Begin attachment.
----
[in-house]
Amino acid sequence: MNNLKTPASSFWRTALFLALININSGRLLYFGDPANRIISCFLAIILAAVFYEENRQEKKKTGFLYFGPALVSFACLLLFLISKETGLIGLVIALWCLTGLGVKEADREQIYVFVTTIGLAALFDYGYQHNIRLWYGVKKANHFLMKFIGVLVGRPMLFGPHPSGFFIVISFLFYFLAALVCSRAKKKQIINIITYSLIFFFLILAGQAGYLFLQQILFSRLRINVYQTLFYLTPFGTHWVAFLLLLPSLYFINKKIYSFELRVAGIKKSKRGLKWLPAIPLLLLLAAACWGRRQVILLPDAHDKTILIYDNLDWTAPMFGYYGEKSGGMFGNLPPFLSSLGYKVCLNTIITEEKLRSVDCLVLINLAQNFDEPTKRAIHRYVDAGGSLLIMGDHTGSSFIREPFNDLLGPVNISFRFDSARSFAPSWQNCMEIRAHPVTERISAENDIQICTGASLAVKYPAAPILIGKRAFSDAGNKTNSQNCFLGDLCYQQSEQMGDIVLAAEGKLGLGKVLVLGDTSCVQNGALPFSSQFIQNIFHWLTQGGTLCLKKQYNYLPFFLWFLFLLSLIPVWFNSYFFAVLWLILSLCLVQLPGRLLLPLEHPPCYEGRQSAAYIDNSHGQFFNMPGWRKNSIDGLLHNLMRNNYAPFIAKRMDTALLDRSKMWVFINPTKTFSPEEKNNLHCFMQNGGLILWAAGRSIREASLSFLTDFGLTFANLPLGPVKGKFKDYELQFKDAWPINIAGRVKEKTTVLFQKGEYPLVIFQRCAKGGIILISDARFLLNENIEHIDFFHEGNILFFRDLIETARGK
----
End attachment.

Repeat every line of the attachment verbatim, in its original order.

[in-house]
Amino acid sequence: MNNLKTPASSFWRTALFLALININSGRLLYFGDPANRIISCFLAIILAAVFYEENRQEKKKTGFLYFGPALVSFACLLLFLISKETGLIGLVIALWCLTGLGVKEADREQIYVFVTTIGLAALFDYGYQHNIRLWYGVKKANHFLMKFIGVLVGRPMLFGPHPSGFFIVISFLFYFLAALVCSRAKKKQIINIITYSLIFFFLILAGQAGYLFLQQILFSRLRINVYQTLFYLTPFGTHWVAFLLLLPSLYFINKKIYSFELRVAGIKKSKRGLKWLPAIPLLLLLAAACWGRRQVILLPDAHDKTILIYDNLDWTAPMFGYYGEKSGGMFGNLPPFLSSLGYKVCLNTIITEEKLRSVDCLVLINLAQNFDEPTKRAIHRYVDAGGSLLIMGDHTGSSFIREPFNDLLGPVNISFRFDSARSFAPSWQNCMEIRAHPVTERISAENDIQICTGASLAVKYPAAPILIGKRAFSDAGNKTNSQNCFLGDLCYQQSEQMGDIVLAAEGKLGLGKVLVLGDTSCVQNGALPFSSQFIQNIFHWLTQGGTLCLKKQYNYLPFFLWFLFLLSLIPVWFNSYFFAVLWLILSLCLVQLPGRLLLPLEHPPCYEGRQSAAYIDNSHGQFFNMPGWRKNSIDGLLHNLMRNNYAPFIAKRMDTALLDRSKMWVFINPTKTFSPEEKNNLHCFMQNGGLILWAAGRSIREASLSFLTDFGLTFANLPLGPVKGKFKDYELQFKDAWPINIAGRVKEKTTVLFQKGEYPLVIFQRCAKGGIILISDARFLLNENIEHIDFFHEGNILFFRDLIETARGK